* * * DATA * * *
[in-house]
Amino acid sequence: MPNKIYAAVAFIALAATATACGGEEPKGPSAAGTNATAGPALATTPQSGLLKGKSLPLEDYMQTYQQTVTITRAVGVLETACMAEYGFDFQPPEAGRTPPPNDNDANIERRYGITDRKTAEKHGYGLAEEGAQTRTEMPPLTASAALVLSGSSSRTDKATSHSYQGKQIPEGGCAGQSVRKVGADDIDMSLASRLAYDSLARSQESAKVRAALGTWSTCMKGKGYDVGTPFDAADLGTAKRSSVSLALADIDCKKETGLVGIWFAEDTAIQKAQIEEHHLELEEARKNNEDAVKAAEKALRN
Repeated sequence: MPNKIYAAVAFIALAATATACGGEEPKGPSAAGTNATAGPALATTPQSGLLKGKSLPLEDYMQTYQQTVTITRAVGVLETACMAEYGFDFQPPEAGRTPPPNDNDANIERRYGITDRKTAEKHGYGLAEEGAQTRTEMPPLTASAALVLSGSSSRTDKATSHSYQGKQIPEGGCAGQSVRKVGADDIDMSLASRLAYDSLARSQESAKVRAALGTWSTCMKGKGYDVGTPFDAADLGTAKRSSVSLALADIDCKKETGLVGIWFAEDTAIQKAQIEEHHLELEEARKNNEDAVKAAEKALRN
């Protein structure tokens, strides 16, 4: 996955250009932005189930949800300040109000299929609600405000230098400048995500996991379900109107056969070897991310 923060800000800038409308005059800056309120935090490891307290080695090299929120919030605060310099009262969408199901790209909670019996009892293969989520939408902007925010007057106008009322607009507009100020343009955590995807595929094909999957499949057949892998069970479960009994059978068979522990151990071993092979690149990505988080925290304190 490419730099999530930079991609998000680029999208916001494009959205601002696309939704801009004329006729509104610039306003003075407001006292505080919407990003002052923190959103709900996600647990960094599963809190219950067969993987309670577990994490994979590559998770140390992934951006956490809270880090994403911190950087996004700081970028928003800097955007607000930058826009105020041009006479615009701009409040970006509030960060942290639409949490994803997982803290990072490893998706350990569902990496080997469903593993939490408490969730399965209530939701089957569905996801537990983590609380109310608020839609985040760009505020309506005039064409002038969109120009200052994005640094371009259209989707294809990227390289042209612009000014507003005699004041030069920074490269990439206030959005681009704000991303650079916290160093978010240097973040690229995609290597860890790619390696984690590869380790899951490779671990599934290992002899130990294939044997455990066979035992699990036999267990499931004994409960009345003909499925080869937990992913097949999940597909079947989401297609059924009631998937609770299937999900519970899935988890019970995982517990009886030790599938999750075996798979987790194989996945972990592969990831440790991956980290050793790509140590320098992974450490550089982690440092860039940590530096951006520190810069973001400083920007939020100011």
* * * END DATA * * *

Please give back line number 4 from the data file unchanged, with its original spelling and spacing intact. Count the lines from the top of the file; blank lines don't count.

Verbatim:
């Protein structure tokens, strides 16, 4: 996955250009932005189930949800300040109000299929609600405000230098400048995500996991379900109107056969070897991310 923060800000800038409308005059800056309120935090490891307290080695090299929120919030605060310099009262969408199901790209909670019996009892293969989520939408902007925010007057106008009322607009507009100020343009955590995807595929094909999957499949057949892998069970479960009994059978068979522990151990071993092979690149990505988080925290304190 490419730099999530930079991609998000680029999208916001494009959205601002696309939704801009004329006729509104610039306003003075407001006292505080919407990003002052923190959103709900996600647990960094599963809190219950067969993987309670577990994490994979590559998770140390992934951006956490809270880090994403911190950087996004700081970028928003800097955007607000930058826009105020041009006479615009701009409040970006509030960060942290639409949490994803997982803290990072490893998706350990569902990496080997469903593993939490408490969730399965209530939701089957569905996801537990983590609380109310608020839609985040760009505020309506005039064409002038969109120009200052994005640094371009259209989707294809990227390289042209612009000014507003005699004041030069920074490269990439206030959005681009704000991303650079916290160093978010240097973040690229995609290597860890790619390696984690590869380790899951490779671990599934290992002899130990294939044997455990066979035992699990036999267990499931004994409960009345003909499925080869937990992913097949999940597909079947989401297609059924009631998937609770299937999900519970899935988890019970995982517990009886030790599938999750075996798979987790194989996945972990592969990831440790991956980290050793790509140590320098992974450490550089982690440092860039940590530096951006520190810069973001400083920007939020100011």